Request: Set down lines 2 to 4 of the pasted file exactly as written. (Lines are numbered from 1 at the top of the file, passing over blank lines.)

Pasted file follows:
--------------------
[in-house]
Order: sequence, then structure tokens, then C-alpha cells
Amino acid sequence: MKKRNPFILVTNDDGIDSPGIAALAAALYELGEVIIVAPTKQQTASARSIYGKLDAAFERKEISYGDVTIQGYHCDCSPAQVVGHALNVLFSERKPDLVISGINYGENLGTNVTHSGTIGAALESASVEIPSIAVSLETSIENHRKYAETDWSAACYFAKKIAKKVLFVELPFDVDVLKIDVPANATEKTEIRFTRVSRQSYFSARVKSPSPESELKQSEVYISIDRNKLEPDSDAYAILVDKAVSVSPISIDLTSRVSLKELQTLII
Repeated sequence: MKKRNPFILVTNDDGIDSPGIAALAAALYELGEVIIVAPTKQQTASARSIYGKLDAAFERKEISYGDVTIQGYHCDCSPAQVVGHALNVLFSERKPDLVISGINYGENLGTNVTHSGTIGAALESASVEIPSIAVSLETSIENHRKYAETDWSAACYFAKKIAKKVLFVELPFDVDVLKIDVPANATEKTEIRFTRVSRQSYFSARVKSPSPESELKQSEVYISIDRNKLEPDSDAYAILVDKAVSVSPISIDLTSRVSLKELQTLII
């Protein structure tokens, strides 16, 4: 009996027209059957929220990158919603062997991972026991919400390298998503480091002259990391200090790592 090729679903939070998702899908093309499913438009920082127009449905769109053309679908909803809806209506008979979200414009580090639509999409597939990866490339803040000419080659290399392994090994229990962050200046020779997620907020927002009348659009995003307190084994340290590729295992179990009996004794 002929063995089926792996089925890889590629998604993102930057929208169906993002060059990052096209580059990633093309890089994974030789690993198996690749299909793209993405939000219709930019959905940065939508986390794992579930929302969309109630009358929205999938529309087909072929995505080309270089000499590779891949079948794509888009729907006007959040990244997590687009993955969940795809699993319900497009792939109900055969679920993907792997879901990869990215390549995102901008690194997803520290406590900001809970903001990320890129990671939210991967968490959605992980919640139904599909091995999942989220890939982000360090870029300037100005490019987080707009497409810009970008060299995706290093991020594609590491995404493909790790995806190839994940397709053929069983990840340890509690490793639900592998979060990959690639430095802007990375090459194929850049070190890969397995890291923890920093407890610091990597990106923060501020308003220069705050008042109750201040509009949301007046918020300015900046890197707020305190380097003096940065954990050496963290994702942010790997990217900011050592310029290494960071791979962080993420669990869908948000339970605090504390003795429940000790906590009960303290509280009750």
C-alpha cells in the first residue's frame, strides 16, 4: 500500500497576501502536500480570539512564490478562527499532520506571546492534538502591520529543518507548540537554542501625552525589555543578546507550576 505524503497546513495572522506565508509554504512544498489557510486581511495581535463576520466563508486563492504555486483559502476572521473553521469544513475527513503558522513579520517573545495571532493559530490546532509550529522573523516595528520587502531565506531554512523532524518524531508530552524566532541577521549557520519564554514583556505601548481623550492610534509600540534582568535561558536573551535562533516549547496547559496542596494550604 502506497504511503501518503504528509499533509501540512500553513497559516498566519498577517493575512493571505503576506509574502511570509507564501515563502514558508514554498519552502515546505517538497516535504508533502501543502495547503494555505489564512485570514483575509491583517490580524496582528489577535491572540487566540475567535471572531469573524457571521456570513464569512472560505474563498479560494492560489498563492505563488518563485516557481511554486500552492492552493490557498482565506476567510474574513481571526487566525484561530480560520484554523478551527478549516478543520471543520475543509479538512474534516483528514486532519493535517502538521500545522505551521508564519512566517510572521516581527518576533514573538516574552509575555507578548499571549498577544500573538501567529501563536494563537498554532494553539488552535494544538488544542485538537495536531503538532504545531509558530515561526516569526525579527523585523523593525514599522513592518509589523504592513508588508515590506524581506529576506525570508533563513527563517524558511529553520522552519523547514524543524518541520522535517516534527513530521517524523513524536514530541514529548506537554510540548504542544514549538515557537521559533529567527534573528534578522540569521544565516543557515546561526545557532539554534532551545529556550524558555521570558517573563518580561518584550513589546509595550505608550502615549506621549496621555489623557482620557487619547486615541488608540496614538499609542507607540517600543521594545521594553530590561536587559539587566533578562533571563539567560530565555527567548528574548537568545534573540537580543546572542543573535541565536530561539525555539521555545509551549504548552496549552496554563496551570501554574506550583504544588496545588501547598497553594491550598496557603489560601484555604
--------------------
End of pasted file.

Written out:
Order: sequence, then structure tokens, then C-alpha cells
Amino acid sequence: MKKRNPFILVTNDDGIDSPGIAALAAALYELGEVIIVAPTKQQTASARSIYGKLDAAFERKEISYGDVTIQGYHCDCSPAQVVGHALNVLFSERKPDLVISGINYGENLGTNVTHSGTIGAALESASVEIPSIAVSLETSIENHRKYAETDWSAACYFAKKIAKKVLFVELPFDVDVLKIDVPANATEKTEIRFTRVSRQSYFSARVKSPSPESELKQSEVYISIDRNKLEPDSDAYAILVDKAVSVSPISIDLTSRVSLKELQTLII
Repeated sequence: MKKRNPFILVTNDDGIDSPGIAALAAALYELGEVIIVAPTKQQTASARSIYGKLDAAFERKEISYGDVTIQGYHCDCSPAQVVGHALNVLFSERKPDLVISGINYGENLGTNVTHSGTIGAALESASVEIPSIAVSLETSIENHRKYAETDWSAACYFAKKIAKKVLFVELPFDVDVLKIDVPANATEKTEIRFTRVSRQSYFSARVKSPSPESELKQSEVYISIDRNKLEPDSDAYAILVDKAVSVSPISIDLTSRVSLKELQTLII